I got that message today that you know, in the back of your mind, is liable to come at any time. The tall, thin man with the funny hair and the thick-rimmed glasses was nearly ninety, if not past it, and he’d been ailing recently. So I wasn’t surprised to find a succession of messages on my phone from aunt and mother advising that he had passed, peacefully.
Still, expected and unsurprising as it is, it still seems sudden. These things always do.
We weren’t close. We hadn’t actually spoken in years. Over the last few years, he’s been slipping into dementia, but long before that, we’d run out of things to talk about. My family isn’t a close-knit one. It might have been different, if we’d stayed in Indiana, but we left there when I was three, and we were never good at the long-distance relationships, and the grandparents had stopped traveling a long time ago. So there’s a grandfather-shaped hole, but it’s not a gaping one. I’ve skipped the shedding tears routine in favor of the flickering smile, as memories pop up unbidden. I see him holding a sparkler, that last time we were all a family and whole, back when I was sixteen and I’d insisted on a summer visit. Great provider of the fireworks, he was. He’d always been a provider. The house he lived in to the end of his life was built with his own hands, and he’d never stopped wanting to do for his kids. I remember a photo of him, on a picnic bench outside that house, feeding a squirrel he’d befriended. He was so damned pleased with that squirrel.
The strongest memory, though, is one seared into the little gray cells by sheer terror. You see, I was thirteen or thereabouts, and the grandfolk had come to visit us when we lived in Sedona. They’d roust me out of bed at five in the ay-em for long healthy walks round the neighborhood. And then they wanted to take a drive up to Flagstaff, do the whole Oak Creek Canyon thing, which I was down with. I love driving the canyon. And, what with it being late spring or summerish, there’d be a lot of RVs holding up proceedings and so plenty of time to gawk at the scenery, whilst having a goodish chat with the elder folk. The only thing that worried me was the tape deck, because elder folk are notorious for playing things the youngsters cannot abide.
They put in the Statler Brothers. And we howled the lyrics, once I’d got them. We nearly wore the mylar off that tape, up the canyon and around. This was certainly not the hip music. I’d been listening to stuff like Aerosmith and Pet Shop Boys and (shudder) Icehouse, along with a bit of the old Maxi Priest kind of slightly reggae version of “Wild World” I was absolutely nuts for. No way, you’d say, such a youth would appreciate the Statler Bros. But I did, very much so, and I appreciated the old grandparents for having such discerning musical taste.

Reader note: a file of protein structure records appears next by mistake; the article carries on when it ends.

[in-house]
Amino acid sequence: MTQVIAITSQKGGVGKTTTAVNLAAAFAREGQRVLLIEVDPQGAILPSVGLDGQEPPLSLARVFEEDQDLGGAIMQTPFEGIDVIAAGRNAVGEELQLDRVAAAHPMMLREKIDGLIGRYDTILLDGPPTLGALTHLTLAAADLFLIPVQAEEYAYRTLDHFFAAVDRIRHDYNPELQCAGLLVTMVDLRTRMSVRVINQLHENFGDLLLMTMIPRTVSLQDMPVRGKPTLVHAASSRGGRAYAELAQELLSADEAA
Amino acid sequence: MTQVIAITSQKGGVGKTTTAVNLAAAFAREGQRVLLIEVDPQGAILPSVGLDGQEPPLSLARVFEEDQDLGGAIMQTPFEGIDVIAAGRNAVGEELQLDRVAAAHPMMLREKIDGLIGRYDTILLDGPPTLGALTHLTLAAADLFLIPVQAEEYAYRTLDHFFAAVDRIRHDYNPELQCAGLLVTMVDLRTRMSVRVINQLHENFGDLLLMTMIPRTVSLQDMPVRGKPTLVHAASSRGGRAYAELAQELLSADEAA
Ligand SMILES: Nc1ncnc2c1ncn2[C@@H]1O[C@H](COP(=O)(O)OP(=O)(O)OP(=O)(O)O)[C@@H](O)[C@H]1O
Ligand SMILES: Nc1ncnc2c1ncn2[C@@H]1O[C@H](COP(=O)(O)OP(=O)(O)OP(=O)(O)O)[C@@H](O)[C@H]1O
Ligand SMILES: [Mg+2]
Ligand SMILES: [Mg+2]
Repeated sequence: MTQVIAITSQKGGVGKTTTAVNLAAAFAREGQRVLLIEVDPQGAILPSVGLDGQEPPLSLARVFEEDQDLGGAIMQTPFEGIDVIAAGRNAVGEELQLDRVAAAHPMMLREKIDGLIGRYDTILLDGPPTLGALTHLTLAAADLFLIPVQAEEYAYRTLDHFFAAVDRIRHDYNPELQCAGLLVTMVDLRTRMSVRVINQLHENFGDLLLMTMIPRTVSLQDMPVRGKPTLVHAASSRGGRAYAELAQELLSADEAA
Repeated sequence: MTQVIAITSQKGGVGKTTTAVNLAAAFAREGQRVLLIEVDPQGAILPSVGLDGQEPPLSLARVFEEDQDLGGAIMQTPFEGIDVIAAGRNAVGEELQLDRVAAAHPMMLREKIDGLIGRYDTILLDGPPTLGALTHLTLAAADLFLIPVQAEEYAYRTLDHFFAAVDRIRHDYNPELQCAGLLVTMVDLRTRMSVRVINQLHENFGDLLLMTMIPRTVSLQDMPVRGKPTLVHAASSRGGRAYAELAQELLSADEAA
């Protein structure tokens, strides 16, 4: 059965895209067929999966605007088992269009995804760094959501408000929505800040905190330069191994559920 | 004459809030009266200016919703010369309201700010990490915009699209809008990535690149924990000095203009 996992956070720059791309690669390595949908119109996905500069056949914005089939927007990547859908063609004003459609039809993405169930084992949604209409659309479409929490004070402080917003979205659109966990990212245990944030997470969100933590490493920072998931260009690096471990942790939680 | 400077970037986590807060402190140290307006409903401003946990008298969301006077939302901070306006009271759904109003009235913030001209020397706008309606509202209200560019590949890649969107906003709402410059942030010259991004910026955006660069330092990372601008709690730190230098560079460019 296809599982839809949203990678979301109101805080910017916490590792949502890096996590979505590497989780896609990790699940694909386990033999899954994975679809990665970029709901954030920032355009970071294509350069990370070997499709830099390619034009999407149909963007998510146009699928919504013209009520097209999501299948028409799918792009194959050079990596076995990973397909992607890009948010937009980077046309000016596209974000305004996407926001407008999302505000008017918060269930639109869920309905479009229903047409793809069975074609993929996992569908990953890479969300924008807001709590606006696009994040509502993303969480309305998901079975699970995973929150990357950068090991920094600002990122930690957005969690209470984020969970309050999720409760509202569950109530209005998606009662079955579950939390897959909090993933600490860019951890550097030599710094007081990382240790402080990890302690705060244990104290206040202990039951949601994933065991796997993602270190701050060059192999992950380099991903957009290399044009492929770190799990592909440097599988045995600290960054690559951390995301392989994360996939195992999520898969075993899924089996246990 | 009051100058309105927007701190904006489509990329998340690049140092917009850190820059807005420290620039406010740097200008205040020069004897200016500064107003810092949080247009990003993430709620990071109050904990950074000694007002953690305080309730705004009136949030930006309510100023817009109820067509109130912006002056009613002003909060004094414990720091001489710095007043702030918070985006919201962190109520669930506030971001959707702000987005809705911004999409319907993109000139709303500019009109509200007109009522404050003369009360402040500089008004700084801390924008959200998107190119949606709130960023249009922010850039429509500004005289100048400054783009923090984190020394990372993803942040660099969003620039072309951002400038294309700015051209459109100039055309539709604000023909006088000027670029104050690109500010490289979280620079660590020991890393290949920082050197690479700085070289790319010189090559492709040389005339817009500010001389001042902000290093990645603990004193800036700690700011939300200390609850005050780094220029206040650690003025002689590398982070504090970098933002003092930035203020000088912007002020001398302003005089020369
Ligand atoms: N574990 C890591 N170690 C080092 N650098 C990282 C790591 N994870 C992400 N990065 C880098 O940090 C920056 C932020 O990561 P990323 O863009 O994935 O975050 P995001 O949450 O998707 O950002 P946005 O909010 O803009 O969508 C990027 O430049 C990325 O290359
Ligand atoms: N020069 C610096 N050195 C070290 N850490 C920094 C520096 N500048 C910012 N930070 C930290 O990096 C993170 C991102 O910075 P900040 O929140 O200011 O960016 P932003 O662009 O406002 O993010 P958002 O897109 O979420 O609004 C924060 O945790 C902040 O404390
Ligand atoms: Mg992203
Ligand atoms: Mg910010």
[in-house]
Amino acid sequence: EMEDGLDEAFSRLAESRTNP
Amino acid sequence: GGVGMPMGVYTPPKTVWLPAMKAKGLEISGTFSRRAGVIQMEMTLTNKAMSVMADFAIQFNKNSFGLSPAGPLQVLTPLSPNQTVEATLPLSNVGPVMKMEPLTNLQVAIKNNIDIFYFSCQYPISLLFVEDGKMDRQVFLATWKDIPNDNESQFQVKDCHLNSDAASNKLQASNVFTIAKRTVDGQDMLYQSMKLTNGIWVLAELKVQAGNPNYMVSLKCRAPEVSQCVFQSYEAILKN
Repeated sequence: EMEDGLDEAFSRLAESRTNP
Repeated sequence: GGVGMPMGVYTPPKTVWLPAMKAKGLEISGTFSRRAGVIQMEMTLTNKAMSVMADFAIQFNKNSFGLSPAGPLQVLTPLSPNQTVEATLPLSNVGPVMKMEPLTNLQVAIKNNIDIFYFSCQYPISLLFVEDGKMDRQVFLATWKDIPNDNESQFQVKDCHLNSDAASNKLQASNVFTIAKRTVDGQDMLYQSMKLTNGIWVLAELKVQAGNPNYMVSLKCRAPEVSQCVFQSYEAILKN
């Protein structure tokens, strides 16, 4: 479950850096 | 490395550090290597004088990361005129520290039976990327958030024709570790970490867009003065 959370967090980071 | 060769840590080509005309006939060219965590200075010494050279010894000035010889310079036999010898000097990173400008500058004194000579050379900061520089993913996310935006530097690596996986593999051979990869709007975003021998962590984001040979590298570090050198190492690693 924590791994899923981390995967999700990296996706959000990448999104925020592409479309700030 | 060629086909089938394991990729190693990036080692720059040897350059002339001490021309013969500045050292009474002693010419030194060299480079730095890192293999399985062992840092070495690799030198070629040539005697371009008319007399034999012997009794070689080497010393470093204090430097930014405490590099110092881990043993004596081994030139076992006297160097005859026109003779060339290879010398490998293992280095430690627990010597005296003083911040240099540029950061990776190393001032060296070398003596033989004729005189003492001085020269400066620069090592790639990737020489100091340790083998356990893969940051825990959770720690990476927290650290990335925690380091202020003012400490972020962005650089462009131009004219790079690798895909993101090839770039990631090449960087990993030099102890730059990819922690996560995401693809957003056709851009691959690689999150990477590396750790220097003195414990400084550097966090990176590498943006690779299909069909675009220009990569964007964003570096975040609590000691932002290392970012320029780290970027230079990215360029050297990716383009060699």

We had the time of our lives on that trip. And it was all going along swimmingly until ye olde granddad decided he wanted to take Schnebly Hill Road back home.
The road is about two inches wide, unpaved, with turns that aren’t so much hairpin as a corkscrew dosed with strychnine (which, if a corkscrew were a member of the animal kingdom, would cause it to seize up in a sort of frenzy of right-angle kinks). You may be headed due north on Schnebly Hill Road, and a nanosecond later discover you are, if you were very fortunate and didn’t hurtle into the abyss in attempting to execute the bend, now headed due south. It’s a washboard, with bits often washed out, and there are what the uninitiated call “vistas.” Some even call it “breathtaking,” without mentioning that it’s not so much the spectacular views into the red rock canyon that steal the breath as the ongoing suspense as to your chances of survival. There are no guard rails. There is no shoulder. If you misjudge the thing, you are sailing a few thousand feet straight down into a vista. At least you will die scenically, but that’s small consolation when you are young and wish to live to a ripe old age, like 18.